Generalist Interest Organizations and Interest System Density: A Test of the Competitive Exclusion Hypothesis
30 Pages Posted: 19 Jul 2010 Last revised: 19 Aug 2011
Date Written: 2010
We examine the fate of generalist interest organizations as interest communities become more crowded. One of the core ideas of population ecology theory is the notion of competitive exclusion. This hypothesis suggests that through niche partitioning among similar organizations and the comparative advantages of specialist organizations, generalists typically found in heavily populated systems will find it more difficult to secure members than their counterparts in less densely populated ones. It further suggests that the surviving generalists will narrow the focus of their lobbying activities to fewer issues and to those issues on which they have a comparative advantage. We test both hypotheses directly by looking at the mobilization and lobbying focus of U.S. state Chambers of Commerce and find evidence that even these old bulls of the lobbying pasture are powerfully influenced by competition among business interest organizations.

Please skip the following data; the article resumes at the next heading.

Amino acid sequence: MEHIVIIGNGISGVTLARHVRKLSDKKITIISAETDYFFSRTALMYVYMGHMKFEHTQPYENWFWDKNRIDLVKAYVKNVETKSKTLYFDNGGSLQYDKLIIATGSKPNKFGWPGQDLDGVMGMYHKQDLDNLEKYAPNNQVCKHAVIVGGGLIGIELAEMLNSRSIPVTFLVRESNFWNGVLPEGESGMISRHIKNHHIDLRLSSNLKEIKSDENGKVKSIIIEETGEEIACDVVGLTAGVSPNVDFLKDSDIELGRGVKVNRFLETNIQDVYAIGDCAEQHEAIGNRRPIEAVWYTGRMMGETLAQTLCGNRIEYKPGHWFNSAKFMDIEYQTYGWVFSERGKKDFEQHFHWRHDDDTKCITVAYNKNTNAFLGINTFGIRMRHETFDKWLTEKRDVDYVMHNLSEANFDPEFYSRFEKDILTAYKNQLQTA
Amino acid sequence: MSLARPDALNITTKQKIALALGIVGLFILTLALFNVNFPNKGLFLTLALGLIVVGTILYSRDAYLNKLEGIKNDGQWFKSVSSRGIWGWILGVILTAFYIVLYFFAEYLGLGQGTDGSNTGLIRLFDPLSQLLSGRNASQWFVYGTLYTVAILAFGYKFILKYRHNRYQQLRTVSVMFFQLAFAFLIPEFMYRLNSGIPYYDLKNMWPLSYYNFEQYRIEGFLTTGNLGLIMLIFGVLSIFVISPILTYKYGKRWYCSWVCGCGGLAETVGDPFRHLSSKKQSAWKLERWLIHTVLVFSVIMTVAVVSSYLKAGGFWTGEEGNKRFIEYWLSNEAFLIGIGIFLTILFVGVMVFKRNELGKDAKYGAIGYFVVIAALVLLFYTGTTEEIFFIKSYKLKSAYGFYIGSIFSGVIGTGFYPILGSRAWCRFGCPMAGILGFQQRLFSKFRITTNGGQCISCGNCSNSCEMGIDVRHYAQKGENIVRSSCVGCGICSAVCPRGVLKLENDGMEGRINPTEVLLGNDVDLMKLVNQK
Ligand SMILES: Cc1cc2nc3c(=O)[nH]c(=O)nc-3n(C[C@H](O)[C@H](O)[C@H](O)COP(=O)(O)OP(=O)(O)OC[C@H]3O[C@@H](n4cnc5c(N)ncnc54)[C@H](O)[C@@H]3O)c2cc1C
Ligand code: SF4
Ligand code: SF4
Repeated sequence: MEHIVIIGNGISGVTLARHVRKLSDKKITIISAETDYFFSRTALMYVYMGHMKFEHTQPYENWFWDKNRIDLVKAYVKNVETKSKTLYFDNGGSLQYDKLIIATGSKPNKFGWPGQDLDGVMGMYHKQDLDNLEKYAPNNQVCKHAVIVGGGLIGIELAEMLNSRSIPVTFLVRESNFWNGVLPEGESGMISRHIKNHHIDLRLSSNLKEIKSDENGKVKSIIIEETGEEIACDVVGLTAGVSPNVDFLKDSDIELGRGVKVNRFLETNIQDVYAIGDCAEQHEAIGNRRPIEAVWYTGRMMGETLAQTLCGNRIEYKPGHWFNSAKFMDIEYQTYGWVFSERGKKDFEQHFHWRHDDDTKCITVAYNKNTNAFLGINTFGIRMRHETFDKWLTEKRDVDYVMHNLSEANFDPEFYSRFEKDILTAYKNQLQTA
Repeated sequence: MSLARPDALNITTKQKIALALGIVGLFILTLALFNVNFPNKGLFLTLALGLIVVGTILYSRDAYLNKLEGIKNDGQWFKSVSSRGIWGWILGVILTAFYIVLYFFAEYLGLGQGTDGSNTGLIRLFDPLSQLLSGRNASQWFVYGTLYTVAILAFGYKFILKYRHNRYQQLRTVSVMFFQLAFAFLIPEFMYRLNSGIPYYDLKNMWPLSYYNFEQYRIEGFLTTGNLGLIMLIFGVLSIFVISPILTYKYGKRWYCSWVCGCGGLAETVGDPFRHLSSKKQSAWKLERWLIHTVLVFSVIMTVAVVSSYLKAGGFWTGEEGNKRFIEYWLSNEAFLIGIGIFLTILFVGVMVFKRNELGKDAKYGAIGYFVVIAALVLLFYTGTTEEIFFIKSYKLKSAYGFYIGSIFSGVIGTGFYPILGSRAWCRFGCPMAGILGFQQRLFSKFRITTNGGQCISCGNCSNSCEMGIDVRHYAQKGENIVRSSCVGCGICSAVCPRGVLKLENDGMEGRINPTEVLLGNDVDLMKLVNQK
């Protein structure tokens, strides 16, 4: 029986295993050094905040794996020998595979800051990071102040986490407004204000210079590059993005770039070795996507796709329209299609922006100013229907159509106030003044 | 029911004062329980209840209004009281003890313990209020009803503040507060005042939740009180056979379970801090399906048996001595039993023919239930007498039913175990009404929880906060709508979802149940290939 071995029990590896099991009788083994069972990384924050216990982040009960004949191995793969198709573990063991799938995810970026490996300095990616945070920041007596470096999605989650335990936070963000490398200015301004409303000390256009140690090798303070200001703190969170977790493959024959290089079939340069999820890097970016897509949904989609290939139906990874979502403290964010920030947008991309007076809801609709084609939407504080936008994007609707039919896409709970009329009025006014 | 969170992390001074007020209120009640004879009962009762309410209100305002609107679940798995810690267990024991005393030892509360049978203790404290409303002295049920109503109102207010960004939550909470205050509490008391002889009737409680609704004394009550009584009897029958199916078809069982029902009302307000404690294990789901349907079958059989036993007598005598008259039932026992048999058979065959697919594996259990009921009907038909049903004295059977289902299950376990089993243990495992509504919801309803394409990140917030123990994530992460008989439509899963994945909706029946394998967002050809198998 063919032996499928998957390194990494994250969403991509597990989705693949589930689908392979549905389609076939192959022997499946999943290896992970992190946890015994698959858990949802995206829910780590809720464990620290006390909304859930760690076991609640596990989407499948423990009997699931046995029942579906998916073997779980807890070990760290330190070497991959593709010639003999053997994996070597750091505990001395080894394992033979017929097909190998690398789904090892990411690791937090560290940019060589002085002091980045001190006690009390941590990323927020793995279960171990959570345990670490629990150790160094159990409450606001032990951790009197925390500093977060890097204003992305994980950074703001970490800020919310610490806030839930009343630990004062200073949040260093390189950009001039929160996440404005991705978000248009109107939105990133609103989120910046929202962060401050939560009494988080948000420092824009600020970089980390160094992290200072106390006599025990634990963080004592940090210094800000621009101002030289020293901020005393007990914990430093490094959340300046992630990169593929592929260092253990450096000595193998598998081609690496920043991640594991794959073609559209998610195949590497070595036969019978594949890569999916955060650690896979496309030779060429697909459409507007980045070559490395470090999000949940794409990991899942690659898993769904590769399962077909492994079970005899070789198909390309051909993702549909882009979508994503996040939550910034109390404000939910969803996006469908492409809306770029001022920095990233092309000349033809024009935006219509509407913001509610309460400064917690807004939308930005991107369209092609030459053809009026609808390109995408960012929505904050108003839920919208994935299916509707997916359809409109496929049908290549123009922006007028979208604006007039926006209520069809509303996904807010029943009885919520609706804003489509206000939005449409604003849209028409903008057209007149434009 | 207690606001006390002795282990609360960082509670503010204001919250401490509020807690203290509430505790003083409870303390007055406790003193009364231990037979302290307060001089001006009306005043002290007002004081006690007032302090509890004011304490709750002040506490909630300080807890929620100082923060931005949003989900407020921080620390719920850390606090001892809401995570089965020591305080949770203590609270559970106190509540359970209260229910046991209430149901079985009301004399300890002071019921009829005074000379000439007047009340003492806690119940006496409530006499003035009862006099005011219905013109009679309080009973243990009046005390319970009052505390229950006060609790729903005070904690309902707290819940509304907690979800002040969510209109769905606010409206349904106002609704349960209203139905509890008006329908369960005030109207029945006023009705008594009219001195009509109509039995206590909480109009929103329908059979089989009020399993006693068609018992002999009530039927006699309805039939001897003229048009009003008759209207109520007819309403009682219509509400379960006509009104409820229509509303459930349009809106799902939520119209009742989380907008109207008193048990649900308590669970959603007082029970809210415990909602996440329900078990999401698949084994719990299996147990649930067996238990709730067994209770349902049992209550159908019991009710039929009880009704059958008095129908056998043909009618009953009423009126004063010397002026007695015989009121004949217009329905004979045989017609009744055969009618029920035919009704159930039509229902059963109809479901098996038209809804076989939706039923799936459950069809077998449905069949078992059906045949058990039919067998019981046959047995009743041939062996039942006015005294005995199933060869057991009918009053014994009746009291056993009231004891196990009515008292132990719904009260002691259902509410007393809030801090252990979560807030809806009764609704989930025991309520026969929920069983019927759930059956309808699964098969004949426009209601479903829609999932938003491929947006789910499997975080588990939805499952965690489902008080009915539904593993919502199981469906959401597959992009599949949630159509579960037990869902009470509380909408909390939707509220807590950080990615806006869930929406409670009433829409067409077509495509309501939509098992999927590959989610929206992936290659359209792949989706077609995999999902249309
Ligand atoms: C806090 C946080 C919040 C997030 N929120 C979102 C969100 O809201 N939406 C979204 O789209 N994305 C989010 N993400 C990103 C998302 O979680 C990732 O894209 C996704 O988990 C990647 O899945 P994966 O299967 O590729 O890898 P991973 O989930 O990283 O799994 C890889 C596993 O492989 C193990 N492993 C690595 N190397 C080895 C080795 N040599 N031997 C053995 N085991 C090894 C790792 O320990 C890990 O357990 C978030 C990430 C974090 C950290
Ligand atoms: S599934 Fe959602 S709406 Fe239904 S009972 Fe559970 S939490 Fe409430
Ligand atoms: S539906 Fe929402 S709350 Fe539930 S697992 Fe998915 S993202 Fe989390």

Keywords: Interest Groups, State Politics, Chamber of Commerce, Population Ecology
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